munich - He's mister Zelda '. Eiji Aonuma, veteran game giant Nintendo has been working for almost twenty years only to the Legend of Zelda games. Now the most part, Breath of the Wild, a true state, he makes time to speak to the press. A conversation about the core of what The Legend of Zelda, how Aonuma himself is in development and of course the latest installment in the series.
Zelda games are quite diverse. What is the essence of a Zelda game?
The key element is that while protagonist Link is going through the game, he learns and grows as a character. Which is present in each Zelda title. We always try to give players the feeling that they, like Link, have the same kind of sense of growth as they go through the game.
'Zelda' course takes place in a fantasy setting, but we always try to work up a sense of reality. The puzzles you encounter, you might also see in real life. The way you would solve a problem in everyday life, you could take in a Zelda game and use it to solve problems.
If you are thinking of developing a new Zelda game, which begins the process and how to determine which direction the development is going on?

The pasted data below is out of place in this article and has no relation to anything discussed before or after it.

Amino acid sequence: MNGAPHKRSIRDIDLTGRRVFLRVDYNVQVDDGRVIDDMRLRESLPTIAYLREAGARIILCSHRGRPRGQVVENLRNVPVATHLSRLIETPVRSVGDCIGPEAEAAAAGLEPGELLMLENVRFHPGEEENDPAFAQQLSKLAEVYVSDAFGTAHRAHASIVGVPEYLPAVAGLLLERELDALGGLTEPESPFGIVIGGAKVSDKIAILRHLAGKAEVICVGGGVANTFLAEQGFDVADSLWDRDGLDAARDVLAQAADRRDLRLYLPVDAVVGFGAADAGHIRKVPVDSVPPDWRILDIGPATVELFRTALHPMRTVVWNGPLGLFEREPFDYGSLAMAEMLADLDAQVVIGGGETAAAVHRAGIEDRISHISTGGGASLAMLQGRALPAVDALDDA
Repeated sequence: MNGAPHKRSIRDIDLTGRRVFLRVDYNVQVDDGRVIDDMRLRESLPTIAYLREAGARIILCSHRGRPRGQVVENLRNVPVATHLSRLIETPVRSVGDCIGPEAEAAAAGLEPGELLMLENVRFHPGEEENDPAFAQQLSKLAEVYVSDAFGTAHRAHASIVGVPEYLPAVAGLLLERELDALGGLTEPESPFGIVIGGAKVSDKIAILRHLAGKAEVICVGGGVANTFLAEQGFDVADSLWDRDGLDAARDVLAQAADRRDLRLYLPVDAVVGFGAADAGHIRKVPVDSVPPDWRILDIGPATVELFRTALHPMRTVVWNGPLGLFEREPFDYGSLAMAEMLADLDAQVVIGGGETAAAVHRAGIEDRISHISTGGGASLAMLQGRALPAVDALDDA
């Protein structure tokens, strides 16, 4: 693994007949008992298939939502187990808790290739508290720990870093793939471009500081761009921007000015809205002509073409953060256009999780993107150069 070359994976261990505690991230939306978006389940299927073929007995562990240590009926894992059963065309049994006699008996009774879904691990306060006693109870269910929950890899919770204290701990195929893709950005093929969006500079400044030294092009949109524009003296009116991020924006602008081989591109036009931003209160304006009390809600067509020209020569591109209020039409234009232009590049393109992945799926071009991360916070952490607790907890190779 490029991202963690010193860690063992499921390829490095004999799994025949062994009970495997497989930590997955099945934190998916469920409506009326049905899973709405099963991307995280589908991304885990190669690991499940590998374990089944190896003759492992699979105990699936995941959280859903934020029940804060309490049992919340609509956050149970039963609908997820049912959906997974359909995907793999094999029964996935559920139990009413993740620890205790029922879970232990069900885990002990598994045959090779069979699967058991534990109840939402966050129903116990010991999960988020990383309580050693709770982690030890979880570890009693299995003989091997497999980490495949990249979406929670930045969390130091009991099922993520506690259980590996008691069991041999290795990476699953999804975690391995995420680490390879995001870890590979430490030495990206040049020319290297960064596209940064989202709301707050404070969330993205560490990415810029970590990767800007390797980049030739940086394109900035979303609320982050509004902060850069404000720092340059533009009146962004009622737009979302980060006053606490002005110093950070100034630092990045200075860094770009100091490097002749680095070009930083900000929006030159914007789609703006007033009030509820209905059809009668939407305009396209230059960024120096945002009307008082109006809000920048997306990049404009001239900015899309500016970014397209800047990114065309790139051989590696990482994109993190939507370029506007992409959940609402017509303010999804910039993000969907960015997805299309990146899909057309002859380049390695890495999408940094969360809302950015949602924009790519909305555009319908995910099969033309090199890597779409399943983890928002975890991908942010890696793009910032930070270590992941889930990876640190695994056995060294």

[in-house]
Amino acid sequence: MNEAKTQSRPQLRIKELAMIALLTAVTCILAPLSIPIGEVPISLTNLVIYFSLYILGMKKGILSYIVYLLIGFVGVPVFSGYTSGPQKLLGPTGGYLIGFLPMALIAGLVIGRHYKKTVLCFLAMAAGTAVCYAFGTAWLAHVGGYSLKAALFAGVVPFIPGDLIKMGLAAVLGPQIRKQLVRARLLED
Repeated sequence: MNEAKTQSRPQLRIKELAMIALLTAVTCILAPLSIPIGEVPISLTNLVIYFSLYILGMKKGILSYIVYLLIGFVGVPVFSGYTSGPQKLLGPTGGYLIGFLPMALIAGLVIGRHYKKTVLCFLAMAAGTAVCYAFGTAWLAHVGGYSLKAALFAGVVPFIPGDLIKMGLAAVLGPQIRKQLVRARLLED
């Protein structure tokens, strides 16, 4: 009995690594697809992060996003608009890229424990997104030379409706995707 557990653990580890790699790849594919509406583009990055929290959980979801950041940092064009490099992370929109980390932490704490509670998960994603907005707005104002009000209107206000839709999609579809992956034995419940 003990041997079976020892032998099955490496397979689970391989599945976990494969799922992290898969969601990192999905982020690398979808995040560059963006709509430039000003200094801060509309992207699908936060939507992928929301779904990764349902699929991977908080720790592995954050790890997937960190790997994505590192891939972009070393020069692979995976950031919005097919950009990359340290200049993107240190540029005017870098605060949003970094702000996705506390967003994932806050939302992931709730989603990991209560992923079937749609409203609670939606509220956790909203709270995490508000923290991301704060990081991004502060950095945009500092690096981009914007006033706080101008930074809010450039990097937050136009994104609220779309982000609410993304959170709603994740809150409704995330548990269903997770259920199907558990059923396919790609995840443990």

Often we look at how fans and players have responded to previous games in the series and we look at the feedback they give us. Of course, we can not go into every piece of feedback, we finally try not to cram everything into a game. But if we find that there is feedback that also appeals to the development team, something that we think 'Ah, I can do something with it,' we definitely use that to inspire us.
Another element is the platform on which to develop the game. We always look at the hardware, especially if it is a new generation of hardware. We look at the unique features and whether we can do something we could not in the past. We try to maximize the potential of the hardware so we can create a new and exciting experience.
As to what direction the development is: it's not like I come into the room and say 'this is what I want to do' and that everyone is therefore going to do. The development of a Zelda title is a process in which cooperation is extremely important. We work as a team and at any point in the process everyone can share opinions and ideas, so the direction is formed by this feedback. We always try to reach an end point where everyone is happy in the team with the final product.